The Alchemist’s Orb


© Sandra Crook

“I want my money back.”

“Why, Romano? I sold it to you at a bargain.”

“You’re a cheat, Valentino. The real Alchemist’s Orb should have turned my worthless lead into gold.”

During the argument, a street urchin slipped into Romano’s shop. “Excuse me, Sir. My Mother is sick and we have no food. Can you spare…”

“Out filthy beggar. Get out!”

As the child ran, Valentino knew the Alchemist’s Orb had worked again. Romano’s reputation was one of generosity and kindness but the Orb had changed his outward behavior to match the cold and miserly stone that was his heart.

I wrote this for the Rochelle Wisoff-Fields flash fiction challenge for 15 December 2017. The idea is to use the photo above as the inspiration for crafting a wee tale no more than 100 words long. My word count is 100.

The first thing I thought of when I saw the picture was that the object it depicted looked fake. From there, I thought of something magic and, realizing I had a scant 100 words to play with, told my small story of greed and charity appropriate for this “season of giving.”

To read other stories based on the prompt, go to


64 thoughts on “The Alchemist’s Orb

  1. Interesting to read your first impression of the object in the photo. My first impression was that it was business end of a quaint old street lamp, a little the worse for wear. I can’t imagine what you might have done with *that*, though it might have been interesting if it had appeared suddenly in some unlikely place, like next to a parked car in place of a fire hydrant just before a parking ticket was about to be issued.

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    • Interesting phrase: “the alchemy of truth”. I was musing over an alternative that might express how the function of James’ object actually differed from material alchemy. After all, his reference to a “heart of stone” is metaphorical; and the change effected by the orb was behavioral. Hence we’re considering a sort of “meta-alchemy” here, unlike the classic example of lead-into-gold in material alchemy. Nonetheless, I like your phrase. It may be a bit less precise, but it is much more evocative of the orb’s function.

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    • I suppose that’s another way the story could have worked out, but in 100 words, it might have been more difficult to pull off. Thanks for the idea though, Alice. It hadn’t occurred to me before.


  2. You worked out the allegory very well, James. I’m not sure the alchemist’s orb would be a blessing though. Charity given by a heart of stone for the sake of reputation is still of benefit to a beggar. Great take on the prompt!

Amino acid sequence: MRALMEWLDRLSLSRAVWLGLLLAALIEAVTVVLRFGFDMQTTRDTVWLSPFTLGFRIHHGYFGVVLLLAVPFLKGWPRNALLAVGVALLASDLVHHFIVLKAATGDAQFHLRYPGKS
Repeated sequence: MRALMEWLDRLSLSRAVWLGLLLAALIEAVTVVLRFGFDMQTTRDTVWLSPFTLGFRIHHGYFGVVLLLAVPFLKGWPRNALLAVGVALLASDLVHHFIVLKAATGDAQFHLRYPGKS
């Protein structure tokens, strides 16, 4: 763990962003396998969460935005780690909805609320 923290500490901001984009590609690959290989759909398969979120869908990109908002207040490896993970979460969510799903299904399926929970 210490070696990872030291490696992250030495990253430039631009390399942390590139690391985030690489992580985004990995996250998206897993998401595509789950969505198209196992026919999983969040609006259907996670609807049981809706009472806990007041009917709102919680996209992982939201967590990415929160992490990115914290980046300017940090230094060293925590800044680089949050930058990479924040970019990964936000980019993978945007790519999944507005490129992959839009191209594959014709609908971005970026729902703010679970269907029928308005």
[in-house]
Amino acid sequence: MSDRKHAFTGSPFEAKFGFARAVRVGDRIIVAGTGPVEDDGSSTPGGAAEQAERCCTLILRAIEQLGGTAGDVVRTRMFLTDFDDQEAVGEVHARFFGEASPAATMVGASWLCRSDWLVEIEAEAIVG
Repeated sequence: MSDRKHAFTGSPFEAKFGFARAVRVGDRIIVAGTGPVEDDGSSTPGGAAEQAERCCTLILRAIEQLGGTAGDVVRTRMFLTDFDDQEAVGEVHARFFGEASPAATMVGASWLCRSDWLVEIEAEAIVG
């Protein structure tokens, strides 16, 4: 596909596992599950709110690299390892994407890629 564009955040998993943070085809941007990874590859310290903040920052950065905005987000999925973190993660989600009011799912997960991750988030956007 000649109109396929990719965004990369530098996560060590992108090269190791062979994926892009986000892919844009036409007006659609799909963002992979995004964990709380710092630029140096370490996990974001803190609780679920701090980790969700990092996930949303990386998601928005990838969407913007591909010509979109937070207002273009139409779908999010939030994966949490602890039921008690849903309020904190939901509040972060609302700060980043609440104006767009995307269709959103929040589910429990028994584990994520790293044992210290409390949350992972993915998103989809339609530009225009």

• Maybe he needed to see who he was first, not obscured under mask of false charity. Hence the “alchemy of truth” revealed it plainly. Perhaps a different orb might have worked an “alchemy of love” to produce the reverse transformation in a heart that henceforth could express true charity. Or perhaps that is not actually the province of any alchemist’s orb at all, but only of true repentance which could benefit Romano and beggars both.


      • Now that his true feelings are out in the open, perhaps a friend or the Clergy will call him on it and his former hypocrisy and help him to repent.


  3. I’m tempted to get into a philosophical discussion about whether, if his outward behavior made people think he was generous, was he not actually being generous in the process, regardless of what he felt in his heart? But I’m crazy short on time this week, so I’ll just say: interesting twist on how the Orb works. 😉


  4. I struggled with the metaphor here too. Once I’d got ‘worthless lead into gold’ between my ears, it seemed to me his outer characteristics were the worthless lead and …. oh well never mind. As you say, 100 words isn’t a lot to develop a take. It was a different take on the prompt though.

    Liked by 1 person

  5. A good reminder that things take on the energy of those who own them. I liked your thought process as well. Its interesting to know the thought process that goes into some of these stories.


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